Winterizing Your RV: A Handy Guide

As much as it saddens me to say it, summer is long gone and winter is tightening its grip as we make our way through the holidays. For you RV owners this is the time of year you have to roll up your sleeves and get going on the winterizing you planned on doing while the temperate days of Fall were still pleasantly whispering in your ear that you had plenty of time left. Well the leaves are gone and it is time to get to it.

Recreational vehicles prefer to be used–it keeps them young. You let them sit without maintenance, especially through cold weather, and you’re asking for trouble. If you don’t plan on using your RV over the winter it’s good to prepare it for the cold months ahead. Here are a few tips to make sure your RV is ready to go next year without a hitch.

First, make sure to get all perishables out of the RV. It might even be a good idea to get the bottles and cans out as well, as they can freeze and burst making quite a mess. Some folks store their RVs at a storage facility and it goes without saying there’s no reason to leave valuables in the RV over winter. Better safe than sorry. The plumbing takes the hardest beating in cold weather. Here’s where you want to take your time and make sure it’s done right or you will end up costing yourself a lot in repairs come spring. Start by emptying your fresh and waste water tanks first, make sure they are as empty as you can get them. Open drains and turn on faucets just to make sure you get any residual liquid out. Next, drain the water heater making sure it too is empty. On my coach, I had a bypass switch installed that let me bypass the water heater so I would not have to fill it up with anti-freeze. After evacuating the system of liquid, add a few gallons of RV anti-freeze. Make sure it is RV anti-freeze as it is safe for your plumbing while standard engine anti-freeze is not. Turn on your water-pump and open up the faucets until you see it coming out of the faucets and shower. Make sure and let some of it sit in the drain-pipe as well. Flush the toilet until you see anti-freeze. Pouring a little more anti-freeze down the drains isn’t a bad idea, and don’t forget the shower. Keeping critters out is another thing one has to worry about while the RV is in storage. Make sure all windows are shut and vents closed. Air conditioner covers are a good idea. Walk around and make sure any potential opening for furry little creatures are sealed; a roll of duct tape can be handy for this task. Fill up your LP tank. Full tanks are better off in storage than an empty one. Make sure the tank valve is closed and all appliances are off. Batteries don’t like cold–make sure yours are fully charged before going into storage. Make sure the unit’s main breaker is off and everything is unplugged. Cover your tires and make sure they are inflated to manufacturer’s specifications. If possible move the RV a couple times during the winter so the tires move about a half revolution–you don’t want them sitting on the same spot of tread all winter. If your RV is a motorhome than you have to think about the engine as well. Make sure fuel tanks are topped off as well as any of the fluids under the hood. A fuel stabilizer is a good idea to keep that fuel fresh–Lord knows you paid enough for it!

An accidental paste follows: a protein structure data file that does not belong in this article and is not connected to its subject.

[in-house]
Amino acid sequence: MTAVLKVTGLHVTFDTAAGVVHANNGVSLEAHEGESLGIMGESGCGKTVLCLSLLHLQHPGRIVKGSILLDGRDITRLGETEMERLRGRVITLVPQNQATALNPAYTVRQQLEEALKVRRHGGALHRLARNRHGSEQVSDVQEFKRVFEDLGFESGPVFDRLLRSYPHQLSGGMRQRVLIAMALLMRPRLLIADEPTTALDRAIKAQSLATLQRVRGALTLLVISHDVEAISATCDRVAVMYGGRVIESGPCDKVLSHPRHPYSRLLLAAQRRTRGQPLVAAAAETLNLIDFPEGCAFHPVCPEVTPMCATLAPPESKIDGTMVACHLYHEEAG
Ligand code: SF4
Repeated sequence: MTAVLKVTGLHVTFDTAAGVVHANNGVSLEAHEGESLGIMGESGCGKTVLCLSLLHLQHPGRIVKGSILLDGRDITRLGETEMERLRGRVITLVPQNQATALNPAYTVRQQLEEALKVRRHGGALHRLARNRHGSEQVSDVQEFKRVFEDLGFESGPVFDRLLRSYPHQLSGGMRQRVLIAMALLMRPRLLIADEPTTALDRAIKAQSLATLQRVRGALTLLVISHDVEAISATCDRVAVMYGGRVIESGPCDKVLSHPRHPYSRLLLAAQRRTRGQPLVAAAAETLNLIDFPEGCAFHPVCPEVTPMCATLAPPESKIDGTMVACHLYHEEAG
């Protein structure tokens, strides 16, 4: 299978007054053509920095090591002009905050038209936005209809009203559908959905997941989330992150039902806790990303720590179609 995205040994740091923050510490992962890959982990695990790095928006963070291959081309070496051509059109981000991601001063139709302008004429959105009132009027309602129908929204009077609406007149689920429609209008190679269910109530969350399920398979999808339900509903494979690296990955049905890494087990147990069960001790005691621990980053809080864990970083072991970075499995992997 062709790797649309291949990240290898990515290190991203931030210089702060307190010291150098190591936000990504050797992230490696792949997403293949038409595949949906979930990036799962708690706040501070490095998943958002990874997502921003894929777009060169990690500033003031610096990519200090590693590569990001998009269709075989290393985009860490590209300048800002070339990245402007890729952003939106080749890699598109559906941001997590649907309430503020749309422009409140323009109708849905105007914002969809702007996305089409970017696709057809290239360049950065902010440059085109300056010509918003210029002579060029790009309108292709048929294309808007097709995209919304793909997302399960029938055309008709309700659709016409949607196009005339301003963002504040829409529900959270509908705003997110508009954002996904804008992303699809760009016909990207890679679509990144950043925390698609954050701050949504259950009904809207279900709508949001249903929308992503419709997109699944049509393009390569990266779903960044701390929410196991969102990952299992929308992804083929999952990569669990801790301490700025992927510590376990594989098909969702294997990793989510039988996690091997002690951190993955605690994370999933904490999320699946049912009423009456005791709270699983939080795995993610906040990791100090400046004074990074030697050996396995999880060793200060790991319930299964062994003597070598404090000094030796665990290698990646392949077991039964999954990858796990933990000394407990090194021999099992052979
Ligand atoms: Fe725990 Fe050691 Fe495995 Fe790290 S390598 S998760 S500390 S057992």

Well there you have it. I know it’s a lot more exciting to get your rig ready for a trip than to put it away for the winter, but taking a little time to protect your investment insures you will have many miles of fun in the sun. Happy trails!

People also view